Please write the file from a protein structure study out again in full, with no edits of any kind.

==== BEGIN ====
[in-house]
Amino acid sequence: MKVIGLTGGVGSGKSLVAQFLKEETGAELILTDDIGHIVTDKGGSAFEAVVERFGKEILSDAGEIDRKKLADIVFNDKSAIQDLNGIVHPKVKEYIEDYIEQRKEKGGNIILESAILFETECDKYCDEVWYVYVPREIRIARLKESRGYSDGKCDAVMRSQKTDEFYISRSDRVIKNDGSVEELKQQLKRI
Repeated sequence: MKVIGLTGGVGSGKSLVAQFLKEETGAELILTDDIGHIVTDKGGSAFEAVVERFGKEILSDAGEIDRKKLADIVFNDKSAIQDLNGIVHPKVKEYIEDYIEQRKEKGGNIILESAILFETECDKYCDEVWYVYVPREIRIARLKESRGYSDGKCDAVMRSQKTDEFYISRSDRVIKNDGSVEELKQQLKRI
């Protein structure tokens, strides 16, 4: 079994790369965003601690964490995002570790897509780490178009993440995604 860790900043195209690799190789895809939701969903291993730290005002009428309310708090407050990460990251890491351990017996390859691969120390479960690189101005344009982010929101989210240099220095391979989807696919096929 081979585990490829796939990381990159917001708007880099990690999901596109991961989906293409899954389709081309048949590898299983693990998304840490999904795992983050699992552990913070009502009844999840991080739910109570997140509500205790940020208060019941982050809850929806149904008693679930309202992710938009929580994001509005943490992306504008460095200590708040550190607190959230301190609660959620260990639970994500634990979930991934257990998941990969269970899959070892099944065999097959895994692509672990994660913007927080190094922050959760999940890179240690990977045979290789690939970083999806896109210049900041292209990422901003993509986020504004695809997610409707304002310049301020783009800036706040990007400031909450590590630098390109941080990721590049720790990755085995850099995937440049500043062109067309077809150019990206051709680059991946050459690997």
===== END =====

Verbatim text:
[in-house]
Amino acid sequence: MKVIGLTGGVGSGKSLVAQFLKEETGAELILTDDIGHIVTDKGGSAFEAVVERFGKEILSDAGEIDRKKLADIVFNDKSAIQDLNGIVHPKVKEYIEDYIEQRKEKGGNIILESAILFETECDKYCDEVWYVYVPREIRIARLKESRGYSDGKCDAVMRSQKTDEFYISRSDRVIKNDGSVEELKQQLKRI
Repeated sequence: MKVIGLTGGVGSGKSLVAQFLKEETGAELILTDDIGHIVTDKGGSAFEAVVERFGKEILSDAGEIDRKKLADIVFNDKSAIQDLNGIVHPKVKEYIEDYIEQRKEKGGNIILESAILFETECDKYCDEVWYVYVPREIRIARLKESRGYSDGKCDAVMRSQKTDEFYISRSDRVIKNDGSVEELKQQLKRI
């Protein structure tokens, strides 16, 4: 079994790369965003601690964490995002570790897509780490178009993440995604 860790900043195209690799190789895809939701969903291993730290005002009428309310708090407050990460990251890491351990017996390859691969120390479960690189101005344009982010929101989210240099220095391979989807696919096929 081979585990490829796939990381990159917001708007880099990690999901596109991961989906293409899954389709081309048949590898299983693990998304840490999904795992983050699992552990913070009502009844999840991080739910109570997140509500205790940020208060019941982050809850929806149904008693679930309202992710938009929580994001509005943490992306504008460095200590708040550190607190959230301190609660959620260990639970994500634990979930991934257990998941990969269970899959070892099944065999097959895994692509672990994660913007927080190094922050959760999940890179240690990977045979290789690939970083999806896109210049900041292209990422901003993509986020504004695809997610409707304002310049301020783009800036706040990007400031909450590590630098390109941080990721590049720790990755085995850099995937440049500043062109067309077809150019990206051709680059991946050459690997």